--The Lord’s Prayer was prefigured by an Egyptian hymn to Osiris-Amen beginning, “O Amen, O Amen, who are in heaven.” Amen was also invoked at the end of every prayer.

Attis of Phrygia c.1400 BCE

-- born on December 25 of the Virgin Nana (or sometimes Cybelem).
-- considered the savior who was slain for the salvation of mankind.
-- his body as bread was eaten by his worshippers
-- his priests were “eunuchs for the kingdom of heaven.”
-- he was both the Divine Son and the Father.
-- he was crucified on a tree on “Black Friday,” from which his holy blood ran down to redeem the earth.
-- descended into the underworld for three days.
-- was resurrected on March 25 (as tradition held of Jesus) as the Most High God. -- reborn as the evergreen pine.

Krishna c. 1400 BCE (possibly as early as 5771 BCE)

-- born of the Virgin Devaki (“Divine One”) on December 25.
--his earthly father was a carpenter, off in the city paying tax when K. was born.
--birth was signaled by a star in the east and attended by angels and shepherds, at which time he was presented with spices.
--heavenly hosts danced and sang at his birth.
--persecuted by a tyrant who ordered the slaughter of thousands of infants.
--anointed on the head with oil by a woman whom he healed.
--depicted as having his foot on the head of a serpent.
--worked miracles and wonders, raising the dead and healing lepers, the deaf and the blind.
--used parables to teach the people about charity and love, and he “lived poor and he loved the poor.”
--castigated the clergy, charging them with “ambition and hypocrisy . . . Tradition says he fell victim to their vengeance.”
--his “beloved disciple” was Arjuina or Ar-jouan (Jouhn).
--transfigured in front of his disciples.
--gave his twelve disciples the ability to work miracles.
--his path was “strewn with branches.”
--died on a tree or was crucified between two thieves.
--killed around the age of 30, and the sun darkened at his death.
--rose from the dead and ascended to heaven “in the sight of all men.”
--depicted on a cross with nail-holes in his feet, as well as having a heart emblem on his clothing.
--the “lion of the tribe of Saki.”
--called the “Shepherd of God” and considered the “Redeemer,” “Firstborn,” “Sin-Bearer,” “Liberator,” “Universal Word.”
--deemed the “Son of God” and “our Lord and Savior,” who came to earth to die for man’s salvation.
--the second person of the Trinity.
--his disciples purportedly bestowed upon him the title “Jezeus,” or “Jeseus,” meaning “pure essence.”

Zoroaster/Zarathustra c. 1000 BCE or earlier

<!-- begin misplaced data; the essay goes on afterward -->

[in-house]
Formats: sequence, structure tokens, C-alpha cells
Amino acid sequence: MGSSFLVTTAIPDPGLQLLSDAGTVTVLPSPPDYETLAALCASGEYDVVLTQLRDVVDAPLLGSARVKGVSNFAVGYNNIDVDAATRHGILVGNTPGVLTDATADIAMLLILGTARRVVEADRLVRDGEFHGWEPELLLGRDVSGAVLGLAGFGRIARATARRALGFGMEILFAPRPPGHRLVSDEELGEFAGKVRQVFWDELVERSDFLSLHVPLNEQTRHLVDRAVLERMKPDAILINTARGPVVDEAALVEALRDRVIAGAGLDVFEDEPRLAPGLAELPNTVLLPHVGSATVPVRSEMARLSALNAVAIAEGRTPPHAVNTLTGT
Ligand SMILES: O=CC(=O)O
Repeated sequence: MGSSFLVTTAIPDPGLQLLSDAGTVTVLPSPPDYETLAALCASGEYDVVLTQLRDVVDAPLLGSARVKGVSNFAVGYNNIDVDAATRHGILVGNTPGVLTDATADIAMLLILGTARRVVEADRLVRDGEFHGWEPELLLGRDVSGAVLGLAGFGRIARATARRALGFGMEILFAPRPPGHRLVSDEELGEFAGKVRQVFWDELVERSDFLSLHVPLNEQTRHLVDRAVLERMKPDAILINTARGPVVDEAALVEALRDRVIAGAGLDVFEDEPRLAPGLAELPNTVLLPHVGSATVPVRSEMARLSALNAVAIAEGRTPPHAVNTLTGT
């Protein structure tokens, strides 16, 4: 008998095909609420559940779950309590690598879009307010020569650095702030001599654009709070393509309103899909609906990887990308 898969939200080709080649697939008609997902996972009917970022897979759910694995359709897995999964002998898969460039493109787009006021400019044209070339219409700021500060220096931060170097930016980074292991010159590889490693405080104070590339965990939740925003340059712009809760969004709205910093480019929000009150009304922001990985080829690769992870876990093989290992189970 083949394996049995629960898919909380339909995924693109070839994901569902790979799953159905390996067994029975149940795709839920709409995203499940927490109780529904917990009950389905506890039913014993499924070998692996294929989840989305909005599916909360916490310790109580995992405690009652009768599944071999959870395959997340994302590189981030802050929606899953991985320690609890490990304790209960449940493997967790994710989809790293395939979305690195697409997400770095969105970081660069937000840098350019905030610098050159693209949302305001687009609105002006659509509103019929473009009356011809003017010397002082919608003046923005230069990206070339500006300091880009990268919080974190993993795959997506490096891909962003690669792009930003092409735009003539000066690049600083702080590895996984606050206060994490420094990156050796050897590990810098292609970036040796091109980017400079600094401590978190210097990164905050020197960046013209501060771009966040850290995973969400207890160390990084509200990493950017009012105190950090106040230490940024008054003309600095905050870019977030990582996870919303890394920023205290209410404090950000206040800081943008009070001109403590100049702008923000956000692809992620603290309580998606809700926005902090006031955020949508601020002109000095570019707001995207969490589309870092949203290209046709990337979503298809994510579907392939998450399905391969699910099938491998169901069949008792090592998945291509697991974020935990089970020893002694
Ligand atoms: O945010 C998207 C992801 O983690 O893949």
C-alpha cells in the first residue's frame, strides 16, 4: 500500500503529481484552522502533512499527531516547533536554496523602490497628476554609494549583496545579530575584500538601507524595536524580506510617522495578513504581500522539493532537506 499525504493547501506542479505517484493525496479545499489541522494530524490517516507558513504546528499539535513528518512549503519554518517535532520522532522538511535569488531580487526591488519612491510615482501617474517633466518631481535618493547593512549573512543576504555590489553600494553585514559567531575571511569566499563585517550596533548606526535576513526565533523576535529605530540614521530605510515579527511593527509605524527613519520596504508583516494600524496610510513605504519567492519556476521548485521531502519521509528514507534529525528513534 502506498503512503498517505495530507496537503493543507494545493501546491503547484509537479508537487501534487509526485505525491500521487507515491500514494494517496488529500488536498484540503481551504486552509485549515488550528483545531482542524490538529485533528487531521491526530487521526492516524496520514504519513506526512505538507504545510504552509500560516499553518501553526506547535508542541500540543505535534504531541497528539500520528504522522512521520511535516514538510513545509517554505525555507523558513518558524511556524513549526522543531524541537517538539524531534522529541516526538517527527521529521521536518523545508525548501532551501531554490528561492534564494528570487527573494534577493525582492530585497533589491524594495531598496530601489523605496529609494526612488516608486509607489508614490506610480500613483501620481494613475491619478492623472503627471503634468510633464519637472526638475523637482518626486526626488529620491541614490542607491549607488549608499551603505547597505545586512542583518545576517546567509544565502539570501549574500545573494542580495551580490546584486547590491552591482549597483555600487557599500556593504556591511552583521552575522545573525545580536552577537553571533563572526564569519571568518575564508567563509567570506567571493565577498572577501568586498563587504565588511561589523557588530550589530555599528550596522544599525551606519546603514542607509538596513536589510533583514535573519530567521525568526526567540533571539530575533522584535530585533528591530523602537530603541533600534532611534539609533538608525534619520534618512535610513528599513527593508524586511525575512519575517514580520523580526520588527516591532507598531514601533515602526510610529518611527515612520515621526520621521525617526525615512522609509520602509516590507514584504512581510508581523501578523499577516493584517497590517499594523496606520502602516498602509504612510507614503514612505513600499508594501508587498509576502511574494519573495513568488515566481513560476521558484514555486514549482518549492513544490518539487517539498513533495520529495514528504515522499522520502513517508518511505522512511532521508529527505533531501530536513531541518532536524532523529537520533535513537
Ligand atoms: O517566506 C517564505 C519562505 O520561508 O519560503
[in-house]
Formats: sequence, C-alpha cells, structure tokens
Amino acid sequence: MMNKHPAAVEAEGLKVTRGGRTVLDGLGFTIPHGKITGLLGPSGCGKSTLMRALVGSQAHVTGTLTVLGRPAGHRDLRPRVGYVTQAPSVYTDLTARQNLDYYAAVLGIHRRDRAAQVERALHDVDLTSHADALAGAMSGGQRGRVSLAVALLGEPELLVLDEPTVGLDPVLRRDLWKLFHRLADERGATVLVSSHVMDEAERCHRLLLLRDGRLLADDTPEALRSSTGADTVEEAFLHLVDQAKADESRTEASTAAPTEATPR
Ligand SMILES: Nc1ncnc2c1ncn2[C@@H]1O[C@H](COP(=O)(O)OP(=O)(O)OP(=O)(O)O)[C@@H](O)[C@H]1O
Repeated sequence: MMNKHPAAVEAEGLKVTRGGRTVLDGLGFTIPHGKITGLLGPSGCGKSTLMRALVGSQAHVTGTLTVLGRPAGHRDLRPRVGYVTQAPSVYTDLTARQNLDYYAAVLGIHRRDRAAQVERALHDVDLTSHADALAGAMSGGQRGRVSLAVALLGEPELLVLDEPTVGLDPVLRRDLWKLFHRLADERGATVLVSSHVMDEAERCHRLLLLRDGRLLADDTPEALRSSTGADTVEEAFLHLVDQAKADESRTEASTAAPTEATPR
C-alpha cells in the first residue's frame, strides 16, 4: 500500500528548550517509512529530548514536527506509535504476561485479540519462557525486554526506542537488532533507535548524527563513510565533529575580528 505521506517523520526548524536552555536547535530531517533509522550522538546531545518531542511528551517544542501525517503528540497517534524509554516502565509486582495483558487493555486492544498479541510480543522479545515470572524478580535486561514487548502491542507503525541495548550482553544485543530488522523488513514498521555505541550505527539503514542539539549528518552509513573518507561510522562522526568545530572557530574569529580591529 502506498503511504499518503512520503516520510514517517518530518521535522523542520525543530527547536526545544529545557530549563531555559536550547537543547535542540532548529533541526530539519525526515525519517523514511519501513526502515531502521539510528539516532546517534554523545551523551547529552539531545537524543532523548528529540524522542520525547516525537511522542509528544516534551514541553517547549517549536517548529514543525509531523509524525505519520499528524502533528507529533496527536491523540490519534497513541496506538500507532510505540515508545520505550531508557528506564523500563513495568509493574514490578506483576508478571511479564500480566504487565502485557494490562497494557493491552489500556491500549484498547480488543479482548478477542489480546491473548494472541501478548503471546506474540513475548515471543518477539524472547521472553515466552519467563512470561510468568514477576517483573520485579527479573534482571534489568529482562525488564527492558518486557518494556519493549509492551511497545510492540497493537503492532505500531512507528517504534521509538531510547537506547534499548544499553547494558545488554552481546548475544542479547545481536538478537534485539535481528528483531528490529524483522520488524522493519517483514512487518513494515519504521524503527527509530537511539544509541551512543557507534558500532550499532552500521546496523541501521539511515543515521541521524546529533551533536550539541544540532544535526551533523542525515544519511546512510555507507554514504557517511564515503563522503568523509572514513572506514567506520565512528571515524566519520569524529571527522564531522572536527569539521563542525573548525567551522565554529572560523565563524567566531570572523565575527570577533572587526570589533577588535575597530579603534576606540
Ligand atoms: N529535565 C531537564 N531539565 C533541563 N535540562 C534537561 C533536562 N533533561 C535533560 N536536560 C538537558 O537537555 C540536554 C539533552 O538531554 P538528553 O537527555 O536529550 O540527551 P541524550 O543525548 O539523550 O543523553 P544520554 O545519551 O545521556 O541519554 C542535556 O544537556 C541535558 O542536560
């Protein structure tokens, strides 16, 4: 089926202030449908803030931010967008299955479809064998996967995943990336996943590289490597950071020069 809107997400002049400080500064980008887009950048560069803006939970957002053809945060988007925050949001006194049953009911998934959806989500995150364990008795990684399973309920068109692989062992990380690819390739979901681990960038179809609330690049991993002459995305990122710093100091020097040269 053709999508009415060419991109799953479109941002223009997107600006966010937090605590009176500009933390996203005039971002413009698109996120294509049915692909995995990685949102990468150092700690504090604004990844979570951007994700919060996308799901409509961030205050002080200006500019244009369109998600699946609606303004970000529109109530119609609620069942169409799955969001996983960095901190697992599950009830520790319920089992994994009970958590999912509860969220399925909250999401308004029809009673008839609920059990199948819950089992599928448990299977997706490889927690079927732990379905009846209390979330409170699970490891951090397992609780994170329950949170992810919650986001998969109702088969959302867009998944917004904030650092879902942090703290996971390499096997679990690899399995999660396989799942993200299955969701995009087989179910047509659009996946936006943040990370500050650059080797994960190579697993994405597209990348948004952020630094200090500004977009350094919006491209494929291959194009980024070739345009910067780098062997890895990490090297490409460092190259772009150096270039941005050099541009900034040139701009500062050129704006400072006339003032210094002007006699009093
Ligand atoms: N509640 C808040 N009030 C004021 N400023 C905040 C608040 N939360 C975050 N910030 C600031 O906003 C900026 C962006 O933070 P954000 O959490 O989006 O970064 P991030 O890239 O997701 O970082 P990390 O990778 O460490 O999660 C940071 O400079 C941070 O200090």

--born of a 15-year-old virgin, Dughdhava and “immaculate conception by a ray of divine reason.”
--he was baptized in a river.
--in his youth he astounded wise men with his wisdom.
--was tempted in the wilderness by the devil.
--began his ministry at age 30 wandered around with twelve followers.
--baptized with water, fire and “holy wind.”
--cast out demons and restored the sight to a blind man.
--taught about heaven and hell, and revealed mysteries, including resurrection, judgment, salvation and the apocalypse.
--had a sacred cup or grail.
--was slain.
--his religion had a eucharist.
--he was the “Word made flesh.”
--followers expected a “second coming” in the virgin-born Saoshynt or Savior, who is to come in 2341 CE and begin his ministry at age 30, ushering in a golden age.

Mithra of Persia c. 600 BCE

--born of a virgin on December 25 in a cave, and his birth was attended by shepherds bearing gifts.
--considered a great traveling teacher and master.
--had 12 companions or disciples.
--his followers were promised immortality.
--performed miracles.
--the “great bull of the Sun,” Mithra sacrificed himself for world peace.
-- buried in a tomb and after three days rose again.
--resurrection was celebrated every year.
--called “the Good Shepherd” and identified with both the Lamb and the Lion.
--considered the “Way, the Truth and the Light,” and the “Logos,” [Word] “Redeemer,” “Savior” and “Messiah.”
--sacred day was Sunday, the “Lord’s Day,” hundreds of years before the appearance of Christ.
--had his principal festival on what was later to become Easter.
--his religion had a eucharist or “Lord’s Supper,” at which Mithra said, “He who shall not eat of my body nor drink of my blood so that he may be one with me and I with him, shall not be saved.”
--his annual sacrifice is the Passover of the Magi, a symbolical atonement of pledge of moral and physical regeneration.